On June 24th, Ashley Madison, the world-famous online dating service for dissatisfied married people — or more bluntly, plain cheaters (wannabes included) — launched a Japanese version of the service, hoping to expand their pool of candidates looking for extramarital relationships on the web. The website already boasts over 19 million registered users, and so far Japan has proven to be a great addition to their list of target countries, with a record of 70,000 members added in just the first four days after the launch.
“Life is short. Have an affair.” So says their marketing slogan. The service itself is specifically targeted at unhappy wives, not husbands, who wish to have a secret affair in lieu of more ethically acceptable (at least traditional) options, such as seeking counseling or separation as a way to save their marriage.
Of course, the above excuse is much more commonly used in the USA and outside of Japan, where the relationship between husband and wife is valued more on the fact that they are attracted to each other as individuals, both emotionally and physically.
In Japan, however, one can easily tell just by hearing how a husband and a wife address each other that once a man and a woman get married and have children, their names automatically get replaced by parenting roles. And in most cases, the expected role of a parent is much more heavily imposed on mothers. Rarely do we hear wives calling their husbands by names when their kids are around. Instead, they would say “Papa” or “Dad” (Otousan) as if to emphasize that their marriage is just another branch of a family tree and not a product of romance. In a way, Ashley Madison seems to have found the right target — the traditionally oppressed wives and mothers who secretly hope to have an affair when divorce is definitely not an option for whatever the reason.
Here’s the app version.
Adultery in Japan, however, seems to be defined largely by whether or not the “affair” is a paid service. “Paid workers are looked down on more than those who give it for free.” I once heard this statement referring to the work of a prostitute, as opposed to someone who engages in sexual intercourse with random strangers without charging a fee. The sex industry in Japan, though, is also built on the balance of supply and demand in which the workers are treated simply as an outlet for sexual drives, which in some cases are deemed morally acceptable, compared to having an extramarital relationship, which is (often) based on emotional attachment — or, let’s call it love.
The most recent scandal in show biz today has revealed another side to adultery in Japan. Mari Yaguchi, a former member of Morning Musume, one of the biggest female idol groups in Japan’s music history, was reportedly caught in bed with another man when her husband, actor Masaya Nakamura, came home unexpectedly at the “wrong” time. The couple has already filed for divorce, yet the speculation over what really happened is still up in the air, as Yaguchi has not made any public appearance or comment since.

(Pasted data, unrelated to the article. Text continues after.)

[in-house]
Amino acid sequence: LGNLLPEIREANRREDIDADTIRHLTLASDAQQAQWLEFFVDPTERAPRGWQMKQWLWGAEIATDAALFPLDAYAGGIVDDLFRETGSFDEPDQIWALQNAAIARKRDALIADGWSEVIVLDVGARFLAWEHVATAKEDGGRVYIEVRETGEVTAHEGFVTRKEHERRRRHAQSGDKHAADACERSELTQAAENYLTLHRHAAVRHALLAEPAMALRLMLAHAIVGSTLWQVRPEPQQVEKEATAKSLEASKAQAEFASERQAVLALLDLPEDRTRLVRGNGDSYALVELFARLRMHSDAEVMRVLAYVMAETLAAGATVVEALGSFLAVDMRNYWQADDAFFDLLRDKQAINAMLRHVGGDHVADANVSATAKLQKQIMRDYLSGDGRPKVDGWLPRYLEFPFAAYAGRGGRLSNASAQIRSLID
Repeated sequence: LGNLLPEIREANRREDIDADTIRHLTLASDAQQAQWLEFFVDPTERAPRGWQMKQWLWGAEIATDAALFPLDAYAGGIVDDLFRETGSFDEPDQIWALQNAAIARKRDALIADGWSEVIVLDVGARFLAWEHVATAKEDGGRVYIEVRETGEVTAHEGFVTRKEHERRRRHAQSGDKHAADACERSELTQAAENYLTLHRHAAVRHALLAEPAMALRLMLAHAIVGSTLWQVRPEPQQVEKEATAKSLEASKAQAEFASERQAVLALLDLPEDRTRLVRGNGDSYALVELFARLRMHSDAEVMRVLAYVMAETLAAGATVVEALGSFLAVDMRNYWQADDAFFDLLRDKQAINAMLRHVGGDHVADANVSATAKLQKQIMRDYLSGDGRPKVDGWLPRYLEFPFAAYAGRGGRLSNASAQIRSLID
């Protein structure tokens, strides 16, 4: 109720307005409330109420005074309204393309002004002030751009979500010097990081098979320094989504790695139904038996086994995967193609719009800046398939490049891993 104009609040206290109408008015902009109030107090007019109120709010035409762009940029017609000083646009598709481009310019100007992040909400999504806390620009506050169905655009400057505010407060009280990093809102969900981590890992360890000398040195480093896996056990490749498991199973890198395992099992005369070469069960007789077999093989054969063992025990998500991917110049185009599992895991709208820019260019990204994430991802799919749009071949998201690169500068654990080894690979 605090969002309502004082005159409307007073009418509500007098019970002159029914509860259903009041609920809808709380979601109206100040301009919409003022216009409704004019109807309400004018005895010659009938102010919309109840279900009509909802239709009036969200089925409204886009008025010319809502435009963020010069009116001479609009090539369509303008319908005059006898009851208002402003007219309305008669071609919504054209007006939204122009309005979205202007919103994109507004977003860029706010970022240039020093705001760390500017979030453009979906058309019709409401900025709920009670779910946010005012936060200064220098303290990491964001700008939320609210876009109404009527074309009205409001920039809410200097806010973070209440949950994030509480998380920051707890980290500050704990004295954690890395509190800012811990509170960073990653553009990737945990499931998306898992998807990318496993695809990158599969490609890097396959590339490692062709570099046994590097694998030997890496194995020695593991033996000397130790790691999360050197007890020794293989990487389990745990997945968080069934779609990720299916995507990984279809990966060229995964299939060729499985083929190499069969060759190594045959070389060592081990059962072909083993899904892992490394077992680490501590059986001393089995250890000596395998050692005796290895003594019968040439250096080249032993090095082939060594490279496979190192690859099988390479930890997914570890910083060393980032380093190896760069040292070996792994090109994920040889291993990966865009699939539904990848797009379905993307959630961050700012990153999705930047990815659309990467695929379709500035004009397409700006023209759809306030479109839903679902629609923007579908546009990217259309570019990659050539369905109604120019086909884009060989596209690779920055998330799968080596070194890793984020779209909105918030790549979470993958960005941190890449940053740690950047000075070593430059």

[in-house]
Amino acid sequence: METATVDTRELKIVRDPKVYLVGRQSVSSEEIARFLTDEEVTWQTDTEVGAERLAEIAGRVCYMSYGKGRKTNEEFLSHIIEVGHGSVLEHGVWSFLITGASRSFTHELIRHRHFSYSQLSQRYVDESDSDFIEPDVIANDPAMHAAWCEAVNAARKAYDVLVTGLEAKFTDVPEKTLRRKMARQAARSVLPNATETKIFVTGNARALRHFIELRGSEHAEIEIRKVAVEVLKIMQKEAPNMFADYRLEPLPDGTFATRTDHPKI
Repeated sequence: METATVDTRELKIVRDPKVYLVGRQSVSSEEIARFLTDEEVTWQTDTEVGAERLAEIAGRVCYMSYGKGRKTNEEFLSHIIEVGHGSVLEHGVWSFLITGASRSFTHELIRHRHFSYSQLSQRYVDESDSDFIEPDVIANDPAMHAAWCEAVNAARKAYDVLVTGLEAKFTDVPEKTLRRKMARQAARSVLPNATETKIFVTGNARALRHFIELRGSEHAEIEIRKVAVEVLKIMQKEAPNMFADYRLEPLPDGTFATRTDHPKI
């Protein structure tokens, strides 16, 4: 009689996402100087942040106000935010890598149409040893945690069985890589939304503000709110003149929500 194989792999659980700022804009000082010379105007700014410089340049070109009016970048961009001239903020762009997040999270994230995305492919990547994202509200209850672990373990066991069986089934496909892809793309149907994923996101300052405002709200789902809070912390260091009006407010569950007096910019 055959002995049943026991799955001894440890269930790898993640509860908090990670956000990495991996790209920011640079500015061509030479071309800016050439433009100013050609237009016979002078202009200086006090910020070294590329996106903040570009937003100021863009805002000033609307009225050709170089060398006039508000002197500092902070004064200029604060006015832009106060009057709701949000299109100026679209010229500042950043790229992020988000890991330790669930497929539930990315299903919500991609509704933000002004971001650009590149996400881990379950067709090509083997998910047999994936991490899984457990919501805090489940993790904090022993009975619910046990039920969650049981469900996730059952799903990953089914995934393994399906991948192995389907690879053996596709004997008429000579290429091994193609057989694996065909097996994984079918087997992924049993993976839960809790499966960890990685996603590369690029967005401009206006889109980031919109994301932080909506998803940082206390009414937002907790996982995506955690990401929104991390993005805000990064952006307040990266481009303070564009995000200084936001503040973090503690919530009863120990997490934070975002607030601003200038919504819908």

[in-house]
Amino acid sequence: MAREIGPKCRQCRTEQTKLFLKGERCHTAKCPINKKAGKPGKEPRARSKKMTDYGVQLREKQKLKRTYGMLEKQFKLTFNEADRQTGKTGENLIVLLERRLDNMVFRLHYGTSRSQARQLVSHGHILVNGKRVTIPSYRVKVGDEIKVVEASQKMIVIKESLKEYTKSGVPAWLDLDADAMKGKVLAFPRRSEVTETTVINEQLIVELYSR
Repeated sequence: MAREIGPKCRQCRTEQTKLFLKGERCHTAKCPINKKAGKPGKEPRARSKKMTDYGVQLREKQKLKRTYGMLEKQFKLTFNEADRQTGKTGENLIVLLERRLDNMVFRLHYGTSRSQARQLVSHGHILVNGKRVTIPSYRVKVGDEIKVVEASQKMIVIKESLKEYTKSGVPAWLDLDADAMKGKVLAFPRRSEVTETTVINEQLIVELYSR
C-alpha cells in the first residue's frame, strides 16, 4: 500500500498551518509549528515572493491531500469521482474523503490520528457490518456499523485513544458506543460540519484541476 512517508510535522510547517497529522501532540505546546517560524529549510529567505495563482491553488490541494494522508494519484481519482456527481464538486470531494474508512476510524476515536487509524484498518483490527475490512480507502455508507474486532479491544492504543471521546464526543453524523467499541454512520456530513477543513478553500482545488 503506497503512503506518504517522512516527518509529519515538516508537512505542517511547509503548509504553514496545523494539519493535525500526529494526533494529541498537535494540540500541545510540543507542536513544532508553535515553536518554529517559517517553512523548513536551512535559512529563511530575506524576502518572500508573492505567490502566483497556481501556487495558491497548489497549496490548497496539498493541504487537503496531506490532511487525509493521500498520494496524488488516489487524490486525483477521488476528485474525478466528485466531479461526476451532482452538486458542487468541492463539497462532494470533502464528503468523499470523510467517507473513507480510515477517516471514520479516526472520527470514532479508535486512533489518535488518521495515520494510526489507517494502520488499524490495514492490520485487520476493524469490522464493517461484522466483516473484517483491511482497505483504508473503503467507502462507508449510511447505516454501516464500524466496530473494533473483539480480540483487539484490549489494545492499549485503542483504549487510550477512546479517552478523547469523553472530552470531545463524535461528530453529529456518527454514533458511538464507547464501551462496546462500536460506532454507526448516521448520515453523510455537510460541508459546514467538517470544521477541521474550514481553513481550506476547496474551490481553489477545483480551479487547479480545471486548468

Cheating scandals are nothing new in Japan, but there always seems to be something taboo about married women cheating on their husbands. Yaguchi has already been branded with the label of sexually loose, which undeniably makes it more difficult for her to return to show biz even if she ever gets a chance. Women are always expected to take the passive role in almost any form of adultery, whether it be a paid service, a one-night stand or a more long-term relationship.
I can’t imagine an Ashley Madison commercial ever being run in Japan. The implication here is clear that it’s the wife who wants to have an affair, exactly as promoted and advertised by the company.
So the question is, will Ashley Madison be successful here? For men, it probably wouldn’t be as attractive as a more traditional, face-to-face, non-paid (at least there is no third person or matchmaker billing them) relationship. And for women, it would probably be the opposite — they would feel more guilty about the idea of paying (for membership credits on the service).
Let’s just hope that it won’t make headline news, at any rate; Japan has so much more to take care of first.
Raising kids is indeed one of the toughest jobs out there. While parenting entails balancing when to treat and when to reprimand your child (of which I’m sure the latter is much harder), Media Active is now offering a helping hand to parents who just can’t get their kids to behave.
The free smartphone app is called Oni kara denwa (literally, “the call from a demon” — though oni can also be translated as “troll” or “ogre”) and the name alone would surely scare your child enough! The idea is that you get the call and then pass the phone to them, making them listen and stop whining.
Simply choose one from the six most typical child discipline situations — not going to bed, not taking medicine, not tidying up etc — and you’ll then get a call from a variety of scary or authoritarian figures, the most popular of which will surely be the “red demon” (Akaoni).
The only “work” required on your side is to pretend that the call is real by responding. Here’s how the conversation might go.
“Hello? Yes. Oh, it’s the Akaoni. Yes, my child is being very naughty again. Here, you can speak to him.” Cue passing the phone to terrified child!
Actually, we think the visual effect of the Akaoni’s face appearing on the screen is probably more than sufficient to produce total obedience.
There are some other, more benign characters too, such as a doctor and even Santa Claus, though Akaoni will surely be the most popular with parents at a loss with rebellious brats.
The idea of using an ogre, according to the CEO, originated from the character of Namahage, where a man dressed up as an ogre walks into people’s houses on New Year’s Eve to see if there’s any naughty kid around, a traditional ritual in some parts of the Akita prefecture.